Researchers show how companies can synchronize digital strategies and investments

April 4, 2016, University of Maryland

Conventional wisdom in strategy holds that companies need to choose between cost-cutting or revenue growth. Pursuing both strategies at the same time can result in incoherence—or getting stuck in the middle, some argue.

That , however, is challenged by a new study from the Robert H. Smith School of Business, at the University of Maryland, which suggests that information technology investments can enable firms to pursue dual-focus or ambidextrous IT strategies successfully. In other words, you can walk and chew gum at the same time.

Analyzing the approaches of more than 300 of the Fortune 500 firms, professors Sunil Mithas and Roland Rust find that, at higher levels of IT , a dual-focus approach is superior in terms of both profitability and .

Mithas, a professor in the department of decision, operations and information technologies, and Rust, distinguished university professor and David Bruce Smith Chair in marketing, utilized data from surveys conducted by InformationWeek of top IT managers.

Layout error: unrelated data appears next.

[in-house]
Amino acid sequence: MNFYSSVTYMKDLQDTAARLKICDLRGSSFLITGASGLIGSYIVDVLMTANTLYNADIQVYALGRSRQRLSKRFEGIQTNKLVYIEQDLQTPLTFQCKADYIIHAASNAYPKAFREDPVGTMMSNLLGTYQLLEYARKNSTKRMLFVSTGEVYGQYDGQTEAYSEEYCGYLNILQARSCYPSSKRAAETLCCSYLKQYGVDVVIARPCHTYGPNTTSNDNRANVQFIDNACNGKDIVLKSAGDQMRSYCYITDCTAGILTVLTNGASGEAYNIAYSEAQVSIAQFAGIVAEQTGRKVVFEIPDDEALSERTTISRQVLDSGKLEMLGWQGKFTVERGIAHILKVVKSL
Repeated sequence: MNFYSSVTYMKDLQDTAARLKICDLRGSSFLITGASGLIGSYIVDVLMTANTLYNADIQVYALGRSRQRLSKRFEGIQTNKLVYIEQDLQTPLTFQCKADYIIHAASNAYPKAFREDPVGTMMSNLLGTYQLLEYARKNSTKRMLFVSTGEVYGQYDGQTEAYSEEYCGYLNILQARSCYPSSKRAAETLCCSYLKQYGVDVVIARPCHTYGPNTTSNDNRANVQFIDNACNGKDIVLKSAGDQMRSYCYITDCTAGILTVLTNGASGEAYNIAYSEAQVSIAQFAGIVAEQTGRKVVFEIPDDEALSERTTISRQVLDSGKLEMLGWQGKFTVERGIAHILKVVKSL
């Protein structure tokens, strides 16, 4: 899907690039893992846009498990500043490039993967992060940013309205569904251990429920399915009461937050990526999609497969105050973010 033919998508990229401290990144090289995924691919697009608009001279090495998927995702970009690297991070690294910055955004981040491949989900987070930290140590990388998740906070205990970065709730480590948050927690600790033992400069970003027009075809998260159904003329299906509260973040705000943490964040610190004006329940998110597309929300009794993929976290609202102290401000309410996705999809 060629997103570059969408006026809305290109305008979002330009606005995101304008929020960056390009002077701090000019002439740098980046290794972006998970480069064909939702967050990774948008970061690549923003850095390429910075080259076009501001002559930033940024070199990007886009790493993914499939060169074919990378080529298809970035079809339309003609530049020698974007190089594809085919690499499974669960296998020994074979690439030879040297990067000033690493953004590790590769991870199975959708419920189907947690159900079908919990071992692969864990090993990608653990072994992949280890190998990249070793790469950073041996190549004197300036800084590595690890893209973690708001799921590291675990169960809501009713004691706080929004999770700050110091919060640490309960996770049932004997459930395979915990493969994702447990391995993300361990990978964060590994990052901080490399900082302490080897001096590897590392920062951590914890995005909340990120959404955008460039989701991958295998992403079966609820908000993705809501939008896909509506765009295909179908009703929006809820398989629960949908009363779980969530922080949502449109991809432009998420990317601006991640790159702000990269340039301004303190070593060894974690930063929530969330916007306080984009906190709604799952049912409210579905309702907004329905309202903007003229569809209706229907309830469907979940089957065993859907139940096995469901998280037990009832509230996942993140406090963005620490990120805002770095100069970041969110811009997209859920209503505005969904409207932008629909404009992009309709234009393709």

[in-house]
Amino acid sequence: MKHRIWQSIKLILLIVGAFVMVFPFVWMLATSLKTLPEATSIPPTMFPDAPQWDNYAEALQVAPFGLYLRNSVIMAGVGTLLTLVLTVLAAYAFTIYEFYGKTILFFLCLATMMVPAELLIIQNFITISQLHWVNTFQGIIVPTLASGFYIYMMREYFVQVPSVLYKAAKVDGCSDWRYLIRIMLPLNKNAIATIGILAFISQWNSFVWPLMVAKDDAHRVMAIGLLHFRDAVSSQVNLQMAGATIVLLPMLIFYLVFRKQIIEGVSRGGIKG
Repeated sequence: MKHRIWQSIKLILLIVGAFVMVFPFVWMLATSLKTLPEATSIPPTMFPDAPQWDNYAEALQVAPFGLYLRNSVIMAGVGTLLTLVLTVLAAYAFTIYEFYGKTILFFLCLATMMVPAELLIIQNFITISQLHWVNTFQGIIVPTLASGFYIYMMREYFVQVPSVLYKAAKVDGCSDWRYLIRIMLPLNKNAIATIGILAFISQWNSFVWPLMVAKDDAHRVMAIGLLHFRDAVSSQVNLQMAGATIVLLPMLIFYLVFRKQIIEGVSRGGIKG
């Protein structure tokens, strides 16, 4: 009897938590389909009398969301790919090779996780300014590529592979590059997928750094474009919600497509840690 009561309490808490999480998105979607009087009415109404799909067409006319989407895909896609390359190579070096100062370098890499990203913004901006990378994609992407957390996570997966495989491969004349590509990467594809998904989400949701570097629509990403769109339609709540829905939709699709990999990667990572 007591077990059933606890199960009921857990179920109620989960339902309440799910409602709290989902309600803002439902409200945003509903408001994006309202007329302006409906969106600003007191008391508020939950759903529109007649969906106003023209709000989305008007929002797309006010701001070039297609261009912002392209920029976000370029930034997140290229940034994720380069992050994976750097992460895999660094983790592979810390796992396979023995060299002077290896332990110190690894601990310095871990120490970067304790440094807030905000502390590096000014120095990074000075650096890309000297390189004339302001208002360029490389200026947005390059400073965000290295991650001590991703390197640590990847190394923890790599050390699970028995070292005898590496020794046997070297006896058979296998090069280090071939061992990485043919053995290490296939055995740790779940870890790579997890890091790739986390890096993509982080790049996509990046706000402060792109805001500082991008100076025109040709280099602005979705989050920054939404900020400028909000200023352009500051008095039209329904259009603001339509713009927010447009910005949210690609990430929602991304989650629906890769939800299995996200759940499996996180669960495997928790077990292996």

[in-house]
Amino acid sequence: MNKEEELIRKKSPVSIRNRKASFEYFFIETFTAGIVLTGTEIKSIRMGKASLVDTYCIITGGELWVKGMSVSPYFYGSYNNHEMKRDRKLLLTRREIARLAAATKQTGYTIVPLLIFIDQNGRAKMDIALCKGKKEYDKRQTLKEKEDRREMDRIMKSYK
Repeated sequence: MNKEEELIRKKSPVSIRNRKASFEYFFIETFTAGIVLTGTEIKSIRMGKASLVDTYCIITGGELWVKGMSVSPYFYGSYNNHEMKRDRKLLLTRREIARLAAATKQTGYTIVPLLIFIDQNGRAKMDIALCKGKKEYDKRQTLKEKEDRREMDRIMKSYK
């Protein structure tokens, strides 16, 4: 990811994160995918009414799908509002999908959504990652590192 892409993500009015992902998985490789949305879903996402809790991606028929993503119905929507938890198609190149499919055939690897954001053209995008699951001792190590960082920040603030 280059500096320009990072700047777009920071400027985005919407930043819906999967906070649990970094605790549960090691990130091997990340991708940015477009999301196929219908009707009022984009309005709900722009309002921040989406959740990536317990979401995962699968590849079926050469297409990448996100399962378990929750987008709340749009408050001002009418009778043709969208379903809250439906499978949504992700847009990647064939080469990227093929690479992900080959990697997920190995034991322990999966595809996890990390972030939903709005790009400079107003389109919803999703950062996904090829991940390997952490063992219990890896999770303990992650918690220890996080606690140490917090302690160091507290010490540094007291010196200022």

Notably, many firms already ignore the received wisdom: 90 percent had either a dual strategy or a cost-cutting strategy, with those two approaches divided evenly. The remaining 10 percent had a strategy.

But the main focus of the paper was the relative payoffs of those different approaches. At the mean level of IT investment, about 4.1 percent of revenue, firms with a single emphasis strategy were about as profitable as those with a dual emphasis. However, strategic orientation and levels of investment interacted strongly. The more that a firm invested in IT, the more a dual emphasis strategy paid off in terms of profits.

Firms with a two-pronged digital strategy, revenue growth and cost-cutting, had a clear-cut advantage when it came to market value, as measured by Tobin's Q. At every level of investment in IT, firms with a dual-emphasis strategy had a higher market valuation than those with a single emphasis strategy.

"Overall, the findings imply that at low levels of IT investment, the firm may need to choose between revenue expansion and cost reduction, but at of IT investment, dual-emphasis in IT strategy or IT strategic ambidexterity increasingly pays off," according to Mithas and Rust.

The findings are important as firms plan and execute their digital strategies. Coverage of Walmart's digital strategy, for instance, has emphasized supposed tension between the company's largely California-based tech team, which has focused on revenue, and the more cost-conscious strategy pursued by managers in Arkansas. The new study suggests that these goals are not necessarily in conflict if couple their strategic choices with appropriate investments in IT.

"How Information Technology Strategy and Investments Influence Firm Performance: Conjecture and Empirical Evidence," by Sunil Mithas and Roland T. Rust, is forthcoming in MIS Quarterly.

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